HR & Management

The man behind M&S sales rising for the first time in four years will become CEO of another firm

3 min read

17 July 2015

Despite Marks & Spencer (M&S) shares rising to a seven-year high, the retailer has struggled to turnaround its merchandise division. This setback paved the road for John Dixon, who was in charge of general merchandise, to leave the company and head another business.

One year after the departure of FD Alan Stewart, CEO Marc Bolland has lost his general merchandise director. John Dixon, who worked his way up the corporate ladder since starting as a store management trainee in 1986, joined the board in 2009 as head of food and became executive director of general merchandise in 2012.

With M&S struggling to deliver a sustained increase in underlying clothing sales, however, Dixon is set to leave the company immediately. He does so amid reports of M&S merchandise sales dropping by 3.1 per cent – which Bolland described as “not being good enough”. Its attempt to revive the division was also delayed due to the overhaul of the M&S website. 

Recently, the division showed signs of recovering after the retailer invested in both the design of its womenswear and improving its gross margins. In March 2015, like-for-likes sales in the company’s general merchandise arm rose 0.7 per cent. It pushed the M&S share price to its highest level in seven years, and represented the first time in four years that M&S had grown general merchandise sales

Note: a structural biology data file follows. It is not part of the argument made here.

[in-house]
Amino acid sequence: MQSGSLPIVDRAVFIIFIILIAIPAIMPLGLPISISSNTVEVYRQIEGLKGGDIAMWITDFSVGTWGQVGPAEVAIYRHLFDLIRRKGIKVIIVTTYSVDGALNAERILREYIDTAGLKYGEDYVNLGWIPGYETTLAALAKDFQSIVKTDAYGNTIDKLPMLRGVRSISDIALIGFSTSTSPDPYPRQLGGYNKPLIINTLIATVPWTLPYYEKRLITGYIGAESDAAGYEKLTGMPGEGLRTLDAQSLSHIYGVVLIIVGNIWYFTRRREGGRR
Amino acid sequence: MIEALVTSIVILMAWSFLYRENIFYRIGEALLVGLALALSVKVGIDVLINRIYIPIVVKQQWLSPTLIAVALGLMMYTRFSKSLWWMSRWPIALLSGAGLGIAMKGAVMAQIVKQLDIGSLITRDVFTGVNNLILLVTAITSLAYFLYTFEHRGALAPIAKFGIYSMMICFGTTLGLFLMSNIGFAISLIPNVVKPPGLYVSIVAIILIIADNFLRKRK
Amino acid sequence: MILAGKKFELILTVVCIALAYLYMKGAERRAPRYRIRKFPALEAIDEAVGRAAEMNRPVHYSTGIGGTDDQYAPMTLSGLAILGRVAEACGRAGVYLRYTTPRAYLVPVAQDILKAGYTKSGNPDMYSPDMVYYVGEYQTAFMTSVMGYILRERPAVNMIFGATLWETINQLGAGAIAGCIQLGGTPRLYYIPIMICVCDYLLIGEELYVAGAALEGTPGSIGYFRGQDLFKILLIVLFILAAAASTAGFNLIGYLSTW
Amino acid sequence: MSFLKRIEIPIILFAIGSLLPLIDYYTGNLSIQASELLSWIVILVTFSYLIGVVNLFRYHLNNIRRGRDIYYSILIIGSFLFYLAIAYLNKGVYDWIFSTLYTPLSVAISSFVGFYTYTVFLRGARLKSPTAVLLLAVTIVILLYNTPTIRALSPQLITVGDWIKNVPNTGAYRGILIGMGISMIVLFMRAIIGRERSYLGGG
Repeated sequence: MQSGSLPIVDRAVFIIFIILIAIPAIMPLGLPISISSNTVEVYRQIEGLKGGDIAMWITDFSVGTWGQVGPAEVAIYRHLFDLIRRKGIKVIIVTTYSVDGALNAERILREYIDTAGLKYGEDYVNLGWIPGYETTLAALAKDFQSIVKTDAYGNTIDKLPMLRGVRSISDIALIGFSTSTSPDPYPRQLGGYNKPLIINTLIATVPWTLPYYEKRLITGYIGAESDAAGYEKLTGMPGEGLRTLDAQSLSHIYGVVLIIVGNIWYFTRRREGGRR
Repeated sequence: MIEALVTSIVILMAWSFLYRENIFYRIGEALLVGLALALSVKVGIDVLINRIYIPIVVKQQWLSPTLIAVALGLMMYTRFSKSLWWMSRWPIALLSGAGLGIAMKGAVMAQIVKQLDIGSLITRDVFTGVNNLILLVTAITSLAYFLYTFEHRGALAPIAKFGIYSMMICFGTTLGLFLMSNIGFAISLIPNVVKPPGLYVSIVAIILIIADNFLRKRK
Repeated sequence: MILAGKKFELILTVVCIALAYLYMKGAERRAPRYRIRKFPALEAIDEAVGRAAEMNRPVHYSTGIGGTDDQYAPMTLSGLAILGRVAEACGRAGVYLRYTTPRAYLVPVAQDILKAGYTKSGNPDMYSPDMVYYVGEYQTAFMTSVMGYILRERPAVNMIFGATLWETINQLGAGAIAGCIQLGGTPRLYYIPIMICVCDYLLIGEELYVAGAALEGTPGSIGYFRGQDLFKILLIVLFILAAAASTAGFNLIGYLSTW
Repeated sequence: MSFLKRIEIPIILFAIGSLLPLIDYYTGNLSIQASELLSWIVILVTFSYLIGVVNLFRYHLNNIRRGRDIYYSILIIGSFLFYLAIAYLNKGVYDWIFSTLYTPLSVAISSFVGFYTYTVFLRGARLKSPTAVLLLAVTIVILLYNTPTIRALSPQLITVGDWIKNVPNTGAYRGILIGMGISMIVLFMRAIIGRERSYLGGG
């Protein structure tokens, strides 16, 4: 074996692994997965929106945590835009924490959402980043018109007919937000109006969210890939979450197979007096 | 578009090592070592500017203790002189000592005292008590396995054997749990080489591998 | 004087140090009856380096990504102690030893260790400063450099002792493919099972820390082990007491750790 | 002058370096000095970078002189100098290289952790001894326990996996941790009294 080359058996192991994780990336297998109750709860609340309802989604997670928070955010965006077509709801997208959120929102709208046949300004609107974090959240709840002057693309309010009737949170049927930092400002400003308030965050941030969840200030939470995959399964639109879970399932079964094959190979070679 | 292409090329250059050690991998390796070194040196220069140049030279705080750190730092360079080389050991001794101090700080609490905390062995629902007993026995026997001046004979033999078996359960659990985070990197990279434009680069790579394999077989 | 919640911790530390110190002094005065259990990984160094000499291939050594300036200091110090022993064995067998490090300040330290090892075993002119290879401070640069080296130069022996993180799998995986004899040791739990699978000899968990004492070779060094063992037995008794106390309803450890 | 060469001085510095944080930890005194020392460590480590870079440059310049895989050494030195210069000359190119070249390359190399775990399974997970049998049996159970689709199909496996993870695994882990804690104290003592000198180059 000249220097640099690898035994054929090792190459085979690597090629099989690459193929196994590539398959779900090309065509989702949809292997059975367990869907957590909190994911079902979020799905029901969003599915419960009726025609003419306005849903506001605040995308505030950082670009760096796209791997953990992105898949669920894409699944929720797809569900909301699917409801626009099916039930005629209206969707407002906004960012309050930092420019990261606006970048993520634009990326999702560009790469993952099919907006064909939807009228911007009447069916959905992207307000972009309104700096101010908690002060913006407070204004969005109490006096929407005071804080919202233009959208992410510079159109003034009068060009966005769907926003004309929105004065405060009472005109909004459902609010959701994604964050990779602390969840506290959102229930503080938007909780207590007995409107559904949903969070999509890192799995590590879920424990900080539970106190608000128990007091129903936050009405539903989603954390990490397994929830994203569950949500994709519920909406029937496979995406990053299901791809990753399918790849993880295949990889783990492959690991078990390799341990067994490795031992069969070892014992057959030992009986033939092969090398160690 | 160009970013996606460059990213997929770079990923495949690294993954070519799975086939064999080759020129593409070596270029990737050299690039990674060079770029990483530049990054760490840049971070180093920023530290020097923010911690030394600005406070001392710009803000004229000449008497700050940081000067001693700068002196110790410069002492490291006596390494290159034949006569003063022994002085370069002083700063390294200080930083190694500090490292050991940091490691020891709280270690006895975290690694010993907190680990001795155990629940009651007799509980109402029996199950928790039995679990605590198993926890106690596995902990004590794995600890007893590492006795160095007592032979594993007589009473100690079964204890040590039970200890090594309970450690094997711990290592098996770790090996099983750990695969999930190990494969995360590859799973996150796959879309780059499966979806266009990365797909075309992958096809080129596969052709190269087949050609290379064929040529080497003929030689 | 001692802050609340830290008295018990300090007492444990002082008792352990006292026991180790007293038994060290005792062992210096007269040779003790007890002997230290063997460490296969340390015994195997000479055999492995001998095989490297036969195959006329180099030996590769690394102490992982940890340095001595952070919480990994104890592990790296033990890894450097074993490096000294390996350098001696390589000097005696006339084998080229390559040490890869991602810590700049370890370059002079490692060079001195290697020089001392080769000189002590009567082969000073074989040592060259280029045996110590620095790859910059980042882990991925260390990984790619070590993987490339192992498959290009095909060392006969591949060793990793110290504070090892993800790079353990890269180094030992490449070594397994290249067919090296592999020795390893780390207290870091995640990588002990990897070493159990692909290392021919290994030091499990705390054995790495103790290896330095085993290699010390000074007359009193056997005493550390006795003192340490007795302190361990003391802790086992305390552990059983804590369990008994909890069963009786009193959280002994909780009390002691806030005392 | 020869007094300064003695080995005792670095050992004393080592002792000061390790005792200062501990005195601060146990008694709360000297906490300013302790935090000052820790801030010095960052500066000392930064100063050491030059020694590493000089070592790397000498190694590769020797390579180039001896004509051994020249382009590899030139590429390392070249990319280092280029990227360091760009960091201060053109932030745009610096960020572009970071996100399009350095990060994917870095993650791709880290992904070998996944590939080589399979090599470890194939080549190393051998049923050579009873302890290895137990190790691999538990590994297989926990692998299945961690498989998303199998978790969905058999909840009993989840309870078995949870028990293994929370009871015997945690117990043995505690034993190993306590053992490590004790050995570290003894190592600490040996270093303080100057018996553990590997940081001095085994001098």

At the time, Bolland had said the company had been “bang on trend”.

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Dixon is now set to become the chief executive of another retailer, though details of where he is going have not yet been disclosed.

He said: “I have thoroughly enjoyed many happy and successful years at M&S. I now have the opportunity to become a chief executive and have therefore resigned from this great company. I wish it, and all my colleagues, every continued success.”

He was considered to be a candidate to succeed Bolland as CEO, but Steve Rowe, the head of food, is now said to be the most likely successor.

Retial analyst Nick Bubb said: “It is a shame that Dixon is leaving, but it looks as if he was moving down the internal pecking order at M&S, having been given the thankless task of running M&S clothing. It remains to be seen how far the current M&S food boss Steve Rowe, the internal favourite to replace Bolland in due course, will be handicapped by taking on Dixon’s difficult job.”

While analysts have debated whether the change puts Rowe in pole position to succeed Bolland, Bubb has suggested that the odds have lengthened. He claimed Rowe would have been better placed if he was still running food rather than “drinking from the poisoned chalice that is M&S clothing”.

Rowe has said he would like to take on the role of CEO.